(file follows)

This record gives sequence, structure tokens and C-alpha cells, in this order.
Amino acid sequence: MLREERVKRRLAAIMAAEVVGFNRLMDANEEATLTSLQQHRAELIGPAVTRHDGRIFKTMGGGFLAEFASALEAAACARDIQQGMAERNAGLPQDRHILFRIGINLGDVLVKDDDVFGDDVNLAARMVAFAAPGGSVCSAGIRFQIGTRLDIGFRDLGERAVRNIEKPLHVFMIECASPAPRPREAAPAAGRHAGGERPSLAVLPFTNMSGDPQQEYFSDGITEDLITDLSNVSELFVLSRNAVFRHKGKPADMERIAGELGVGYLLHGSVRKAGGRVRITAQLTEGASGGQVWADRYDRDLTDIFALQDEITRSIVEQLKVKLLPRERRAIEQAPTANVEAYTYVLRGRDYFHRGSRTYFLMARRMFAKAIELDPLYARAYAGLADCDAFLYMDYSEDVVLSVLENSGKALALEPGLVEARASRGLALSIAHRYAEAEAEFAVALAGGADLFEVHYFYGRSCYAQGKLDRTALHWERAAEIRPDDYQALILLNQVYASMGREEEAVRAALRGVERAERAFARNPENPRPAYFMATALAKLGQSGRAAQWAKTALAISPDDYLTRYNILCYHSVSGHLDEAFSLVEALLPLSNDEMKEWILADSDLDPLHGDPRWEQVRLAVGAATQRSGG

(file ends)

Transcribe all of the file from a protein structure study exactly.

This record gives sequence, structure tokens and C-alpha cells, in this order.
Amino acid sequence: MLREERVKRRLAAIMAAEVVGFNRLMDANEEATLTSLQQHRAELIGPAVTRHDGRIFKTMGGGFLAEFASALEAAACARDIQQGMAERNAGLPQDRHILFRIGINLGDVLVKDDDVFGDDVNLAARMVAFAAPGGSVCSAGIRFQIGTRLDIGFRDLGERAVRNIEKPLHVFMIECASPAPRPREAAPAAGRHAGGERPSLAVLPFTNMSGDPQQEYFSDGITEDLITDLSNVSELFVLSRNAVFRHKGKPADMERIAGELGVGYLLHGSVRKAGGRVRITAQLTEGASGGQVWADRYDRDLTDIFALQDEITRSIVEQLKVKLLPRERRAIEQAPTANVEAYTYVLRGRDYFHRGSRTYFLMARRMFAKAIELDPLYARAYAGLADCDAFLYMDYSEDVVLSVLENSGKALALEPGLVEARASRGLALSIAHRYAEAEAEFAVALAGGADLFEVHYFYGRSCYAQGKLDRTALHWERAAEIRPDDYQALILLNQVYASMGREEEAVRAALRGVERAERAFARNPENPRPAYFMATALAKLGQSGRAAQWAKTALAISPDDYLTRYNILCYHSVSGHLDEAFSLVEALLPLSNDEMKEWILADSDLDPLHGDPRWEQVRLAVGAATQRSGG